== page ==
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Stroke is the leading cause of adult disability and the third leading cause of death in the United States. Unfortunately, there are few therapies that have been proven to improve stroke outcome. Sleep apnea is an emerging stroke risk factor and has a well established association with higher mortality and poor functional outcome following stroke. Over half of acute stroke patients have sleep apnea, suggesting that it may be a important target for therapy. Attenuation of sleep apnea severity may result in improved stroke outcomes. However, the standard treatment for sleep apnea is not well-tolerated among stroke patients. An alternative treatment is avoidance of supine sleep. Supine sleep is very common in acute stroke patients, and therefore this treatment may have particular relevance to the stroke population. The proposed study will be conducted in two phases. The first phase is a randomized, crossover design in which acute stroke patients will be given positional treatment (to avoid supine sleep) on one night during their stroke hospitalization. This will be compared with another night of sleeping without positional therapy. The order of treatments (standard vs positional therapy) will be random. The first phase will demonstrate the proof of concept: that stroke patients given positional therapy to avoid supine sleep will (1) sleep less on their backs, and (2) will have improved sleep apnea parameters with positional therapy. In the second phase, those identified to have sleep apnea will be randomized to receive positional therapy at home for three months, or standard therapy. This second phase will demonstrate the adherence/feasibility of three months of positional therapy, and will allow us to estimate effect size based on a functional outcome measure. The data obtained from this pilot clinical trial are essential to plan a large efficacy study.
Allocation: Randomized, Intervention Model: Crossover Assignment, Masking: Open Label, Primary Purpose: Treatment
Positional therapy including the use of a special pillow
University of Michigan
University of Michigan
Published on BioPortfolio: 2014-08-27T03:16:41-0400
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A condition associated with multiple episodes of sleep apnea which are distinguished from obstructive sleep apnea (SLEEP APNEA, OBSTRUCTIVE) by the complete cessation of efforts to breathe. This disorder is associated with dysfunction of central nervous system centers that regulate respiration. This condition may be idiopathic (primary) or associated with lower brain stem lesions; chronic obstructive pulmonary disease (LUNG DISEASES, OBSTRUCTIVE); HEART FAILURE, CONGESTIVE; medication effect; and other conditions. Sleep maintenance is impaired, resulting in daytime hypersomnolence. Primary central sleep apnea is frequently associated with obstructive sleep apnea. When both forms are present the condition is referred to as mixed sleep apnea (see SLEEP APNEA SYNDROMES). (Adams et al., Principles of Neurology, 6th ed, p395; Neurol Clin 1996;14(3):611-28)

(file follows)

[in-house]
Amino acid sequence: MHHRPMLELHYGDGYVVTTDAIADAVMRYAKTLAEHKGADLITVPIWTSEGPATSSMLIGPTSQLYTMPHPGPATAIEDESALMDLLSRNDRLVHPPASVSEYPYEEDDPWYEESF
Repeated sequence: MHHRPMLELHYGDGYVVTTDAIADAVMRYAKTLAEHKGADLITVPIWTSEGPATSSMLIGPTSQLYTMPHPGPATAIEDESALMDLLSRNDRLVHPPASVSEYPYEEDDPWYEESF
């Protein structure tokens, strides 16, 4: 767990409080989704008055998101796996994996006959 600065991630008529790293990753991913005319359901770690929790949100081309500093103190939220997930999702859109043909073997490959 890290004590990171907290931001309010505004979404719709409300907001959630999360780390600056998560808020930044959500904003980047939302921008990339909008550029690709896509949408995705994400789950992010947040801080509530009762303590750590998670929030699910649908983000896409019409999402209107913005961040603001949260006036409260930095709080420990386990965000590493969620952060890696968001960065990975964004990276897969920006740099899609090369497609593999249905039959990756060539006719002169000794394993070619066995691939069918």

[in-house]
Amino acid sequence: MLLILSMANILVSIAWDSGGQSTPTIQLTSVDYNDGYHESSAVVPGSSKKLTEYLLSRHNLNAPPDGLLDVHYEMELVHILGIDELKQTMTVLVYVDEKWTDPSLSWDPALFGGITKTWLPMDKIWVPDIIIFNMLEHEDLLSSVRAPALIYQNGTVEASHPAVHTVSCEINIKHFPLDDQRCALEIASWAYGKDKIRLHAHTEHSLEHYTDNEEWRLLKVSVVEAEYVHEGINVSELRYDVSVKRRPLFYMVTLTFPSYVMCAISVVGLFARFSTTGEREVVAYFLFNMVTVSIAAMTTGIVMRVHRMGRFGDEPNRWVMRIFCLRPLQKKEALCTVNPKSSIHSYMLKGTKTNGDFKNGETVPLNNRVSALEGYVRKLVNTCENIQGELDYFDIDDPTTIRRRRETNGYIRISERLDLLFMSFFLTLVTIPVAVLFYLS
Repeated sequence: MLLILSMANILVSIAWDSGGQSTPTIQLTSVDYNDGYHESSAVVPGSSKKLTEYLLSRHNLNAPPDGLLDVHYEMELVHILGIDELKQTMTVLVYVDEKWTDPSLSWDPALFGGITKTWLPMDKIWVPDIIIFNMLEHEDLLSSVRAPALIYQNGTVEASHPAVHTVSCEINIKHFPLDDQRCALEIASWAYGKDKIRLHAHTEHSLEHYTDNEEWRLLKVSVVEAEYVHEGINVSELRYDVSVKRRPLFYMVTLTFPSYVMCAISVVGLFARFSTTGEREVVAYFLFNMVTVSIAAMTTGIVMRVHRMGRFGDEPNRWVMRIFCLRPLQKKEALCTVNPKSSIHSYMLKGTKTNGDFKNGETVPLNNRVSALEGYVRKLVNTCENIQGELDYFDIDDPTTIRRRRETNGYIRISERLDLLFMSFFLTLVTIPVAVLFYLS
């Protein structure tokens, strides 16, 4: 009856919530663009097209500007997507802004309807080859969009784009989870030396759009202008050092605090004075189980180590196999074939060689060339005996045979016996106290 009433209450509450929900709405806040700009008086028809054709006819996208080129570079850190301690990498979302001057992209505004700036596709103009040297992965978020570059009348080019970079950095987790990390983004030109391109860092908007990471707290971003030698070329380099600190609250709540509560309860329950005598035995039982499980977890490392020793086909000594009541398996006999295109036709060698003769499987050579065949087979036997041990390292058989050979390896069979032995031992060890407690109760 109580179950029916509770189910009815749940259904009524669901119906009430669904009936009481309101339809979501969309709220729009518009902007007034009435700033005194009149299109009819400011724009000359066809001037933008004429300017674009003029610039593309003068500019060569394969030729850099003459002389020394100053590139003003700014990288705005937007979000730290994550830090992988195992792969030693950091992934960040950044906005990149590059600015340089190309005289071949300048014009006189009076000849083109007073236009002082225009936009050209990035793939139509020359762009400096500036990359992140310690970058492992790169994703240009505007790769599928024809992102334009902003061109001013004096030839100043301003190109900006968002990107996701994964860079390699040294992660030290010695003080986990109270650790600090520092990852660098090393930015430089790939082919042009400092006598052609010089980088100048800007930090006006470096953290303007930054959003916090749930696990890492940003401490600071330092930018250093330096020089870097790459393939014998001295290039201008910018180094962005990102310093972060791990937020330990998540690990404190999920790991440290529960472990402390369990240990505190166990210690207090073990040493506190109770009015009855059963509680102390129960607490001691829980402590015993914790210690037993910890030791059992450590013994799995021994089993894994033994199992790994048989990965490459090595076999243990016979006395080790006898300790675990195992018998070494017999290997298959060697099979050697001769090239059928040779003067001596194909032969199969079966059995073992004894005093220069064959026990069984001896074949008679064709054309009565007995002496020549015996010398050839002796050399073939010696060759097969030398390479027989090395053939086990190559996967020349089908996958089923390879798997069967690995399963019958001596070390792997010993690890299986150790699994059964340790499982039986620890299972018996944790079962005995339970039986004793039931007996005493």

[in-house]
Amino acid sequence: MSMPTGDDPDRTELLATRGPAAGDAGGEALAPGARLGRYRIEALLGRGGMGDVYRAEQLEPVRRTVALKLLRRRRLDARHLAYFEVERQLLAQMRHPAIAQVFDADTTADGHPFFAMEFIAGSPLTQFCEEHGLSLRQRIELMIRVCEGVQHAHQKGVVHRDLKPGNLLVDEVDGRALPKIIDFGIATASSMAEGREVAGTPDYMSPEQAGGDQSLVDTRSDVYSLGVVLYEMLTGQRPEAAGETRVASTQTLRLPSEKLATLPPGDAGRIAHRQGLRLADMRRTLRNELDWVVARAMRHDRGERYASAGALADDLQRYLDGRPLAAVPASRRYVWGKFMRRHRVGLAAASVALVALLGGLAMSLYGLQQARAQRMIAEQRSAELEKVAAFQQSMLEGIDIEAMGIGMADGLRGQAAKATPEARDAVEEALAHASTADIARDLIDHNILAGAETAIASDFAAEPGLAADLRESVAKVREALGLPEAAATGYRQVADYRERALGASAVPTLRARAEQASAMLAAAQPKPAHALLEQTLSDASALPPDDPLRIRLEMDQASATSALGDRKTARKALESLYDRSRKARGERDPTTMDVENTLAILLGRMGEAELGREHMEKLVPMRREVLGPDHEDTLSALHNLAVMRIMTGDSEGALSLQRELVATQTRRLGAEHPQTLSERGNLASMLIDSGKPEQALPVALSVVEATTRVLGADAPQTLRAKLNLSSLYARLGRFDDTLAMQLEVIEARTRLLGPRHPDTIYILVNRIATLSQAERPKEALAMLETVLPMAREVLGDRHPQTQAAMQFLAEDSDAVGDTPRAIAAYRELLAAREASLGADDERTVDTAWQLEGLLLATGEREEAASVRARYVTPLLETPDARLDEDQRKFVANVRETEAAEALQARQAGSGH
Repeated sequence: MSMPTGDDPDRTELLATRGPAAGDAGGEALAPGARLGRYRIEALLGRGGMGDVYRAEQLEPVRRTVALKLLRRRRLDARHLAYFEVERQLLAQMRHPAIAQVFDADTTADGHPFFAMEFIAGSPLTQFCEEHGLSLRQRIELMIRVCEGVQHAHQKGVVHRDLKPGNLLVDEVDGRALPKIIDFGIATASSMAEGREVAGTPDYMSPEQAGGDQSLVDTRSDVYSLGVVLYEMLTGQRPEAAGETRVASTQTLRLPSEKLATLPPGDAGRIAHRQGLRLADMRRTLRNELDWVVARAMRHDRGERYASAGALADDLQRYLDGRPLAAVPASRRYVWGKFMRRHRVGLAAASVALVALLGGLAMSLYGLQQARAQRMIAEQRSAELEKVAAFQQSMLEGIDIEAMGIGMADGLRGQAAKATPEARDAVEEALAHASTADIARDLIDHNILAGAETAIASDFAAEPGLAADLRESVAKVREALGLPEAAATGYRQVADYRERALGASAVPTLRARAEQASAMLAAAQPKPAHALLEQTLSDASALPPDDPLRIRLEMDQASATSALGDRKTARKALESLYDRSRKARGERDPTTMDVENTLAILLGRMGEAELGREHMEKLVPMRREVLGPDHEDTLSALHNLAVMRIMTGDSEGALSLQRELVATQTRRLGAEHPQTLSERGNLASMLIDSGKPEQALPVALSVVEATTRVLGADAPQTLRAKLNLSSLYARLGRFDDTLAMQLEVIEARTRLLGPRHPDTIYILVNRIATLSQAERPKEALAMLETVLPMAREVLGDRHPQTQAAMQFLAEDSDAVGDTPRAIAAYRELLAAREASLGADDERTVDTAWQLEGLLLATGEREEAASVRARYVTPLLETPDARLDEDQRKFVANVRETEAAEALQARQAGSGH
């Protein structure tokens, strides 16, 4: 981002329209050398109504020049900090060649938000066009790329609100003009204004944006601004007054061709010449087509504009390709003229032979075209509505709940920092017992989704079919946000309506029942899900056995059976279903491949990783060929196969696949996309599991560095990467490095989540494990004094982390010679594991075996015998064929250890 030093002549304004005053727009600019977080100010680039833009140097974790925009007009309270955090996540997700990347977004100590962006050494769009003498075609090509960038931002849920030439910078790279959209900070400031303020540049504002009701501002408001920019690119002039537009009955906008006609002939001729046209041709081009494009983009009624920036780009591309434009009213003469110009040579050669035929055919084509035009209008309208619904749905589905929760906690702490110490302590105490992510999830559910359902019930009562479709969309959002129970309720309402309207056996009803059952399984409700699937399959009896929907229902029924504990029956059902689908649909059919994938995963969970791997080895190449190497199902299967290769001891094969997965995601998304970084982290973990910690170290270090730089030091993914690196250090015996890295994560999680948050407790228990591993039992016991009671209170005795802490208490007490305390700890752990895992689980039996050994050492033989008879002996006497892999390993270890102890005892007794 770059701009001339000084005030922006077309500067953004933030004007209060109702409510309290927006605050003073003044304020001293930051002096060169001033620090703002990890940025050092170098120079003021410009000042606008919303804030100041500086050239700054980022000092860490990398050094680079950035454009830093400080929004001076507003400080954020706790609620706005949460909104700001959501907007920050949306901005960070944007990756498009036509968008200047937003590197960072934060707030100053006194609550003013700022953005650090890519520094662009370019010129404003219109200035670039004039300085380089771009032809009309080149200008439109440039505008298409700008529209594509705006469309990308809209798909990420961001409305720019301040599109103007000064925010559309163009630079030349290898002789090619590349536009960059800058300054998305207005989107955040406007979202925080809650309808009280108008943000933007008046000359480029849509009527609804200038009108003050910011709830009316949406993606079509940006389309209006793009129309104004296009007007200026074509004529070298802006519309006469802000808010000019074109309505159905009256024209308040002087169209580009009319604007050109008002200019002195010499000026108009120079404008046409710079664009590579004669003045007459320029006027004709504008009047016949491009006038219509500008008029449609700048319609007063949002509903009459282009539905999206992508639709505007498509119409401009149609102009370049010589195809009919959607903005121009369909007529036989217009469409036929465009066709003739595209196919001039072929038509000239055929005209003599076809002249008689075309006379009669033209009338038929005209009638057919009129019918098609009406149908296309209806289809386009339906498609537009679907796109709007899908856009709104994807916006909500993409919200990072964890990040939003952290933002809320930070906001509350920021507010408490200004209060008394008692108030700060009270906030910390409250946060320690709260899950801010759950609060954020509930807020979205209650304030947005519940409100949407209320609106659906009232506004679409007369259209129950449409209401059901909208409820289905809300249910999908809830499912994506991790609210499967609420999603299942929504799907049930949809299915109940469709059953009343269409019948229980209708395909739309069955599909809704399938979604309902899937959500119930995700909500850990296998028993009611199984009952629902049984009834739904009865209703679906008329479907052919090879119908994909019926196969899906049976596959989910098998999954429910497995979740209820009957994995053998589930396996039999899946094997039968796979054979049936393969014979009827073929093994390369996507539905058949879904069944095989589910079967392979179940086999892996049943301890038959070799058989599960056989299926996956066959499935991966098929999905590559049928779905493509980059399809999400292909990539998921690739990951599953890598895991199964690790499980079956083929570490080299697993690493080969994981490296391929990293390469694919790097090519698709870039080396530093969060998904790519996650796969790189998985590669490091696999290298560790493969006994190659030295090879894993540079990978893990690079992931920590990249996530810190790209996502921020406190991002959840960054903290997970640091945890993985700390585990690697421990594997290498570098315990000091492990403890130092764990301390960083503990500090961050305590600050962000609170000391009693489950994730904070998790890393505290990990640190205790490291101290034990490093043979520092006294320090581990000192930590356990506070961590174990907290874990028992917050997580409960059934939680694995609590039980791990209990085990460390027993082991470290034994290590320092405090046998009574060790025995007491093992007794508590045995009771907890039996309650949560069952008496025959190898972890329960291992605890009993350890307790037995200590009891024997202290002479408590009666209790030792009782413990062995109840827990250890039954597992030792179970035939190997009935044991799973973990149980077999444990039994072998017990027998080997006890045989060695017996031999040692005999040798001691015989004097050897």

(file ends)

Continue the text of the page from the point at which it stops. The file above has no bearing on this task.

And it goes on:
Disorders characterized by multiple cessations of respirations during sleep that induce partial arousals and interfere with the maintenance of sleep. Sleep apnea syndromes are divided into central (see SLEEP APNEA, CENTRAL), obstructive (see SLEEP APNEA, OBSTRUCTIVE), and mixed central-obstructive types.
Dyssomnias (i.e., insomnias or hypersomnias) associated with dysfunction of internal sleep mechanisms or secondary to a sleep-related medical disorder (e.g., sleep apnea, post-traumatic sleep disorders, etc.). (From Thorpy, Sleep Disorders Medicine, 1994, p187)
A disorder characterized by recurrent apneas during sleep despite persistent respiratory efforts. It is due to upper airway obstruction. The respiratory pauses may induce HYPERCAPNIA or HYPOXIA. Cardiac arrhythmias and elevation of systemic and pulmonary arterial pressures may occur. Frequent partial arousals occur throughout sleep, resulting in relative SLEEP DEPRIVATION and daytime tiredness. Associated conditions include OBESITY; ACROMEGALY; MYXEDEMA; micrognathia; MYOTONIC DYSTROPHY; adenotonsilar dystrophy; and NEUROMUSCULAR DISEASES. (From Adams et al., Principles of Neurology, 6th ed, p395)
Periods of sleep manifested by changes in EEG activity and certain behavioral correlates; includes Stage 1: sleep onset, drowsy sleep; Stage 2: light sleep; Stages 3 and 4: delta sleep, light sleep, deep sleep, telencephalic sleep.
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